Updated at: 06/12/2013 at 9:53 am
Melbourne Brain Centre Imaging Facility (Parkville) is at the cutting edge of world research and is a centre of excellence with many world-leading firsts.
Rob Williams, its chief research technologist is proud of the team approach to any research question as the Centre accommodates physicists, chemists and biologists under the one roof.
“The Imaging Facility houses the only human combined PET (Positron Emission Tomography) / CT (Computed Tomography) centre in the country which is purely dedicated to research,” Rob said.
“Scientists here meet weekly to discuss ways of improving research to be quicker and more cost effective and smarter and there is a strong atmosphere of cross-fertilisation of ideas.
“We have a ‘can do’ attitude to research and we can involve researchers in the processes – assisting with ethics applications, radiation support, radioactive materials supply and image analysis. We don’t just provide the scans. Our job is to help in the research and find an answer.”
At the moment the Melbourne Brain Centre Imaging Facility (Parkville) is imaging the lymphatic system and in other studies has found new blood vessels previously undiscovered. One application of this research is in helping plastic surgeons who carry out face transplants.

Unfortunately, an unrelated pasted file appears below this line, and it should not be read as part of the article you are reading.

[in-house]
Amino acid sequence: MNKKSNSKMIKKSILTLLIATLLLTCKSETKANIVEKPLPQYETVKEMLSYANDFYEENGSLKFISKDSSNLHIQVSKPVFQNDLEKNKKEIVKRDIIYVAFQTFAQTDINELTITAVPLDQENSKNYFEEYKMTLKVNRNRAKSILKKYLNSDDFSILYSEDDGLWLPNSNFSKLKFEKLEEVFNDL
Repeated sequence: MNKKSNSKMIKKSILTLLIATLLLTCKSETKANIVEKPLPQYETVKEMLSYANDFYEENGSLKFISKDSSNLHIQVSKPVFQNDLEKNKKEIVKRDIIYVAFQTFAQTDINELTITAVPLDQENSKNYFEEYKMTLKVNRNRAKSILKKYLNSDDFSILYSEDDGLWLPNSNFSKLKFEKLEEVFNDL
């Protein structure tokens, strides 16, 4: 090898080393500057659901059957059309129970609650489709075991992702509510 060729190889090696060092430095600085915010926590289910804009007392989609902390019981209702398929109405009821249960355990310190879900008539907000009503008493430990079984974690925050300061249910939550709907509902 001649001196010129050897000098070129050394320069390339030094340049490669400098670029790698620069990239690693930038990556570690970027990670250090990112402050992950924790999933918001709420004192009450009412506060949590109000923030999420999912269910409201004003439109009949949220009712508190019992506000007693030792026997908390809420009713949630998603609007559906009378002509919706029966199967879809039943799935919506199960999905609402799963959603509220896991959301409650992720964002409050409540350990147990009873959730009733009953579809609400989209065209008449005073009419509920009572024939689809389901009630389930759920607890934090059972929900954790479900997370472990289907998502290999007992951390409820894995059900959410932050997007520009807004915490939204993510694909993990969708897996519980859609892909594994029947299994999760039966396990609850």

But the main focus of research at the Brain Centre is on neurological disorders. The Imaging partners have won the De Lyon award for PET CT imaging of Alzheimer’s research for two years in a row.
The PET CT scanner set up will soon be joined by a new 7 Tesla whole body Siemens MRI research system that will be operational in 2014.
“Using it, we’ll be able to measure micro haemorrhages which may trigger Tau and amyloid to accumulate in the same location. PET allows us to actually see where the chemical changes occur.”
Professor Chris Rowe and Laureate Professor Colin Masters, whose pioneering research interests lie in the role of amyloid in, and early detection of, Alzheimer’s disease, both use this facility for their research.
The imaging centres efforts have helped to develop a safe and accurate method for detecting the onset of Alzheimer’s decades prior to diagnosis. Rob’s own ‘pet’ project is development of a volunteer website for brain research. Brainpet.org has a bank of more than 1000 people who have enrolled as volunteers for imaging research.
Although the Brain Centre’s focus is on human brain imaging and human brain disease, the normal function of the human brain is also revealed using this technology.
Using high-end CT and PET scans with radioactive tracers, the facility can track any chemical process in the body,” Rob said. “We can track almost any chemical process in cells if requested.”
PET scans also provide valuable imaging for geological samples, and can help in petroleum research by measuring cracks in sandstone for oil and gas discovery. They can also image fossils inside rocks without having to break rocks apart.
Other research planned at the Melbourne Brain Centre Imaging Facility (Parkville) involves imaging biological samples from rats, frogs and fish and birds.
The collaborative research centre is supported by The Florey Institute of Neuroscience and Mental Health, The University of Melbourne, Melbourne Health and Austin Health and is funded through Victorian Bio-medical Imaging Capability, National Imaging Facility and the Victorian Government.